Home made pickles (moved from General Chowhounding Topics board)
- Paulustrious Jan 9, 2010 11:05 AM
And by pickle, I do not mean (just) dill pickles. What do you pickle and how?
Certain vegetables I pickle by fermenting. Put them in a brine solution and leave them to ferment and acidify. Cabbage would be the prime ingredient. Carrots and daikons another.
Some people put hot peppers in a vinegar solution. I particularly like julienned carrots and radishes this way. I add sugar in some form, toss in a bouquet garni of whatever's handy and add a few dollops of some fish sauce.
I make ceviche, but I have never really pickled any fish for long(ish) term storage. Have you?
What's your take? I suspect those of Eastern European and East Asian heritage do a lot more of this.
Hot peppers - just cider vinegar brine
Green beans - dried red pepper, garlic, fresh dill
Bread and butter cukes - thick slices, lots of onion, hot pepper
Green onions - I think these need to be refrigerator pickles because they had a weird texture that was unappetizing after hot water bath.
Trying the fermented cabbage right now, but I've also pickled in vinegar.
This year I did a couple of different ones --
Garden Pickles (plus a spicy version): Zucchini, green beans, sweet red bell peppers, carrots, cippolini onions, cider vinegar, brown sugar, sugar, dry mustard, mustard seeds, hot red pepper flakes, salt, cinnamon, ginger
Pickled Grape Tomatoes: Grape tomatoes, white wine vinegar, white vinegar, water, garlic, rosemary, salt
Assorted Hot Peppers (this was a "refrigerator pickle"): assorted hot peppers red/yellow/green, cider vinegar, sugar, salt
Bruschetta Topping (I guess this really isn't a "pickle"): Tomatoes, garlic, basil, white wine, white wine vinegar, white vinegar, water, sugar, balsamic vinegar, oregano
Next year I want to do regular pickles and also spicy green beans.
I can "Italian peppers" in olive oil. I was raised in a small city in NE PA and all the Italians there can their own version of these "Italian peppers". It's basicly rings of banana peppers, garlic, olive oil, dash of vinegar and oregano. They are also referred to as "bread peppers" and are served at home and in the local Italian restaurants with bread or on hoagies, pizza, sandwiches, etc.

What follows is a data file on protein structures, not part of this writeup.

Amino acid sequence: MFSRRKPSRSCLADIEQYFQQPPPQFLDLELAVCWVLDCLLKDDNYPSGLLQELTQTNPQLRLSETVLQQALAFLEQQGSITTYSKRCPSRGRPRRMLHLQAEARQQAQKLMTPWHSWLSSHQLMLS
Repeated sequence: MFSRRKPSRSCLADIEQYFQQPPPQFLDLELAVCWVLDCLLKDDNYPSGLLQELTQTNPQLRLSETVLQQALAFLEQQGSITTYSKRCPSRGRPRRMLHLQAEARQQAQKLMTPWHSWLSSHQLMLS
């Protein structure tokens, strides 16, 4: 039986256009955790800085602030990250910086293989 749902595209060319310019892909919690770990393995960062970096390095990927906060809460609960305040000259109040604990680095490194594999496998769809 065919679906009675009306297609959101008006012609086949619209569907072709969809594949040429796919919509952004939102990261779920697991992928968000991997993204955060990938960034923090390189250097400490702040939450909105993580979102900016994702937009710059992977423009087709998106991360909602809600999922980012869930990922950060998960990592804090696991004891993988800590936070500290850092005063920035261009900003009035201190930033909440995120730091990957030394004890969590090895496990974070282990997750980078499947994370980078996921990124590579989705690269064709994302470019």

I have used this recipe for green tomato refrigerator pickles for several years. It involves olive oil. I don't sterilize the jars, because I am lazy and reckless (I do wash them well, though). I'm still alive, as are the people who've eaten the pickles.
I am open to the possibility that I'm just lucky, so maybe you should boil your jars.
I have made Japanese style quick pickles with carrot, cucumber and daikon (mostly separately but sometimes in combination) sprinkle with salt, let sit, drain, add 2t soy sauce, 2t rice vinegar, 1/4t sugar, a pinch of red pepper is optional.
This is from "World of the East Vegetarian Cooking" by Jaffrey; I'd be interested in hearing about other Japanese methods.
I also often make pickled cucumber: seed and chop cucumber into 3/4 inch pieces, mix with 1t sugar/2t mustard/2 cloves chopped garlic/~cup olive oil/1t red wine vinegar/pinch of salt and pepper. I often add garlic and onions.
I think pickles are a great additional side for most every meal.
This past year: ginger in oil/spices; baby mangoes in salt; okra with hot peppers in vinegar (good stuff), watermelon rind (county fair blue ribbon), lemons, garlic in soy/vinegar, turnips, kimchi, umeboshi. Saving up right now to get one of those German crocks with the moat around the top edge -- said to be excellent for sauerkraut & sauerruben (sp.?).
Can you tell that we like pickles?
If anyone has had any luck making takuan (daikon pickle) in rice bran, please let me know. I tried three times & was extremely fussy about it & every time it molded.
That's the one -- the Harsch crock (couldn't remember the name when I posted, thank you!). The people who gave a workshop last summer on lacto-fermentation recommended it & had one there for the audience to inspect & samples of what it produced. Wonderful.
The watermelon rind recipe I use is an old one from the first Sunset Favorite Recipes compilation, which goes in & out of print like a dog at a screen door. It calls for a preliminary soak in a pickling lime solution, which strengthens the cell structure or something -- anyhow, even after considerable cooking in syrup, the rind pieces stay quite crisp. It also calls for inserting a clove in each piece of pickle before putting them in the jars -- I do it, b/c it looks & tastes great, but be warned, you too will be covered in sticky syrup by the end; if your kitchen, like mine, is not air-conditioned, there will be a moment when you swear never never ever to make the stuff again. (Then a few days later you crack open a jar & all resolutions are forgotten.)
I'm lazy so I rarely follow-through with making enough pickles to can.
I do often make pickled vegetable compotes that're designed to go with whatever dish I'm preparing.
Pickled watermelon rind is a thing of beauty. So is the sweet/sour daikon/carrot pickle that some Cantonese restaurants put out on the table (Taiwanese, too).
In the Chinese restaurant, we keep two huge jars of seasoned brine/vinegar mixture going. Into them we toss peeled broccoli stems, bok choy hunks, carrot trimmings and celery. There's one for using, and one for marinating. We switch off week to week. These pickle tidbids are typically eaten on the side, with rice and whatever's for dinner.
When it's time to put out the antipasto, I make my own giardinara with cauliflower, peppers (hot and red bell), celery, onion, radishes, carrots and fennel.